This is obviously a concern. There has been an increase in women buying online the drugs necessary for medical abortions, and that is something on which we are attempting to crack down. It is worth pointing out that 90% of abortions are NHS funded and therefore provided for in that way. The noble Baroness was talking about medical abortions at a late stage; it is worth pointing out that, actually, there has been an increase in the number or percentage of abortions that are happening at an early stage, which is obviously in the interests of women’s health.
The noble Baroness, Lady Eaton, mixed up two completely different things. She mixed up early medical abortions and late abortions. Can the Minister confirm that a 2011 court case brought by BPAS established that the Secretary of State has the power to allow early medical abortions to happen at home? If he agrees, and if the evidence from the Scottish trial is convincing and underpinned by the decision of the Scottish courts, will the Secretary of State then undertake to look at the development of a facility for legal abortion which may well be to the benefit of thousands of women in this country, particularly those who live in rural areas?
I am aware of the opinion in that judicial review. It is worth pointing out that there is still uncertainty about the legal position. This is why we will watch the developments in Scotland carefully and proceed cautiously. It would be wrong of me to prejudge either the opinions that come from the court or indeed any evidence if this scheme does get up and running in Scotland.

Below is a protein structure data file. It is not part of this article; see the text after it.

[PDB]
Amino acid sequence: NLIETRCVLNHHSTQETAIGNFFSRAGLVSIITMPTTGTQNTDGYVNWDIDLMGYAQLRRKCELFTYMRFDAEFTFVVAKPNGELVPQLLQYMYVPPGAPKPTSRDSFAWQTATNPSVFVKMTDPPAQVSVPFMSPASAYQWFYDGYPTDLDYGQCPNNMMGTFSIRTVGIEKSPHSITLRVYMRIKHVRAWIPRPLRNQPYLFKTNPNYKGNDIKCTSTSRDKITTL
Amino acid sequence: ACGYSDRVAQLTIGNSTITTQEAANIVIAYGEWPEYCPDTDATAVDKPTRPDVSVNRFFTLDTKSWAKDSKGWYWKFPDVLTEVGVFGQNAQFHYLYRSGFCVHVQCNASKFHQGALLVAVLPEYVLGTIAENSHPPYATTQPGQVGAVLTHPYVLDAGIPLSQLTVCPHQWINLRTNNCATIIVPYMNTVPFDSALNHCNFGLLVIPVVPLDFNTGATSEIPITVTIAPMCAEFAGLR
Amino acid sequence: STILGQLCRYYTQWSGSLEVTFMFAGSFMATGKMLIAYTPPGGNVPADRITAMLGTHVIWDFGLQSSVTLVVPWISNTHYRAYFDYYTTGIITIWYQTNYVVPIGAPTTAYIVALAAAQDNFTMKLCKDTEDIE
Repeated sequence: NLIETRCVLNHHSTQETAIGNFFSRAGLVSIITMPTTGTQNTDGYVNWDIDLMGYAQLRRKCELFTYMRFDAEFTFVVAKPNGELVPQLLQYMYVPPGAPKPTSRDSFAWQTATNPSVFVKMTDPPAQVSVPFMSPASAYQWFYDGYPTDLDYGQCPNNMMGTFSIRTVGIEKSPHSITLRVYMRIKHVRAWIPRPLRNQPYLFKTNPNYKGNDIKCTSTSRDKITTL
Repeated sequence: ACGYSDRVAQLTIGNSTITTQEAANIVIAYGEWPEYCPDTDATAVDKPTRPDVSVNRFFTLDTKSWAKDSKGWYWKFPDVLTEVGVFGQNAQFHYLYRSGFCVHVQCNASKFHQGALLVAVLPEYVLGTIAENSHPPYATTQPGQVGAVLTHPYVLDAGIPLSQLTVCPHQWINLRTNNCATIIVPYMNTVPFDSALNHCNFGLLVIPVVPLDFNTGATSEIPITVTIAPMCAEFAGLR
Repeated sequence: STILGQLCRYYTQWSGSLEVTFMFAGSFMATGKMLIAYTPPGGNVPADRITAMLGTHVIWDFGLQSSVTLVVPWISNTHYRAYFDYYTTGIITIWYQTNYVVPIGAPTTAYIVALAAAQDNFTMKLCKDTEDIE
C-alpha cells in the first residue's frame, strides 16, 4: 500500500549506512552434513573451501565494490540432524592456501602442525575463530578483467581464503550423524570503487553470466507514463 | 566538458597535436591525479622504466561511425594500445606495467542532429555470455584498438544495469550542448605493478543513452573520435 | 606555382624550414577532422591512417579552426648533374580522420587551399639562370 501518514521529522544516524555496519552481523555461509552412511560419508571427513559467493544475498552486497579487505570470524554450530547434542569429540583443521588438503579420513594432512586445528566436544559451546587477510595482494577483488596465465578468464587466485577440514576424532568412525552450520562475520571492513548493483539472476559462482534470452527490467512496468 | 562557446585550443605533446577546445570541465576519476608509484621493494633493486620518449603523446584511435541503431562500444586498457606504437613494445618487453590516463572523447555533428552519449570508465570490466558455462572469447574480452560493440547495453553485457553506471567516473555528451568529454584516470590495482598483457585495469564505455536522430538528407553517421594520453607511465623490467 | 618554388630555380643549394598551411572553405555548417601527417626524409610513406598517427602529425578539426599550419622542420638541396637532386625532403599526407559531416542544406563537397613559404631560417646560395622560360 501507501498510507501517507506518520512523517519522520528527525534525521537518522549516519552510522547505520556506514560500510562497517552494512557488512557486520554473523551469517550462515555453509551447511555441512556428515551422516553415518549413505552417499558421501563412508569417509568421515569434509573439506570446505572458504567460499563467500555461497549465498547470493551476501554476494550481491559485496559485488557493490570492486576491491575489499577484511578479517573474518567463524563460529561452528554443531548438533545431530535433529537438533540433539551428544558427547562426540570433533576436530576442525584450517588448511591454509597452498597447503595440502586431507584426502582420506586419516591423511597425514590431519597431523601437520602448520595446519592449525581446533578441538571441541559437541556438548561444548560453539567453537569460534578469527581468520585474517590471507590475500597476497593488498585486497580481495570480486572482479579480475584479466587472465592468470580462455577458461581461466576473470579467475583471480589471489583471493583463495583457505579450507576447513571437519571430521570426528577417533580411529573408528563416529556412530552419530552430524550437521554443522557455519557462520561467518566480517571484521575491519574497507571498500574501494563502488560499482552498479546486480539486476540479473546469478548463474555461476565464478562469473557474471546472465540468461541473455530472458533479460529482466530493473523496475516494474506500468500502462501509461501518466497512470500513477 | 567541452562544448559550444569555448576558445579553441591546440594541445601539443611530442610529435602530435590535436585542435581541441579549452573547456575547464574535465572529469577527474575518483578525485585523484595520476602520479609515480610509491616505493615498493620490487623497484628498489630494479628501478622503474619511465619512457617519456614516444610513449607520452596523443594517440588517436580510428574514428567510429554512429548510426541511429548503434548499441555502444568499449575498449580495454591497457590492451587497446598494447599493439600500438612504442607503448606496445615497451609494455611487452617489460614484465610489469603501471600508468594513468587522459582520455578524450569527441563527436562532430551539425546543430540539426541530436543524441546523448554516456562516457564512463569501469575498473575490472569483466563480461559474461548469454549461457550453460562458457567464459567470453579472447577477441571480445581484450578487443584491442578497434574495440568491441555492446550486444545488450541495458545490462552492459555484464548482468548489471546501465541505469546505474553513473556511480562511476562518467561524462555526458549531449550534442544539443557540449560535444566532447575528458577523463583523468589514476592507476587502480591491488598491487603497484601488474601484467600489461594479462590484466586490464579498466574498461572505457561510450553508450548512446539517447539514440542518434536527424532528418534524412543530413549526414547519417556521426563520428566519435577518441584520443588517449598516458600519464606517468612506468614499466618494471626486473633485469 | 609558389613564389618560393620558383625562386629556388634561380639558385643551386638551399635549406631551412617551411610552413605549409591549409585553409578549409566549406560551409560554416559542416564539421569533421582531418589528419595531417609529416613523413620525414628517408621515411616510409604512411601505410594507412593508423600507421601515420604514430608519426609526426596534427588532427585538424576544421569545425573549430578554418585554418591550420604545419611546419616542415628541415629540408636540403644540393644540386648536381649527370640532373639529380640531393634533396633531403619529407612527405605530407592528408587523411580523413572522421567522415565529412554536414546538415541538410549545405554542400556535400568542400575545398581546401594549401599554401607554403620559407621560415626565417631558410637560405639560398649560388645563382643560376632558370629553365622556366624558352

My Lords, does the Minister agree that, up to nine weeks, it is perfectly safe for a woman to take the pills for a medical abortion? It is much better and more comfortable for her to have the consequences at home. Does he also agree that this would mean each woman would have to make half the number of appointments to get a medical abortion—a huge saving for the health service?
The importance here is making sure that, under the auspices of the Act, women have access to safe and legal abortion, and that is what they have a right to do. An important point here is that, the earlier these abortions happen, the safer they are. The proportion of abortions under 10 weeks has risen from 68% to 81% in the last 10 years. At the moment, both courses of treatment for early medical abortion should take place in a clinical setting approved by the Secretary of State.
My Lords, has any research been undertaken on the psychological feelings of people who have had abortions in their own homes?
I am not aware of any research, but I shall ask the department to see if there is any. If there is, I shall write to the noble Baroness.
My Lords, if the information we have just had is correct that more women, especially young women, are buying abortion drugs online, surely that proves the point that we need to improve the abortion services that we have within the NHS and the advice that is given to young women.
No, I do not think it proves that. The fact that illegal drugs of all kinds are being bought online, whether they are illegal drugs or prescription drugs bought illegally, is a feature of modern life. Rates of abortion in the under-18s are falling, as is the teenage pregnancy and conception rate. Those are separate issues.
My Lords, is my noble friend aware that, as well as in Scotland, the home use of misoprostol is common practice in the United States, Canada and multiple other European countries?
Yes, I am aware of that. As I said, those countries operate under a different legal framework from ours.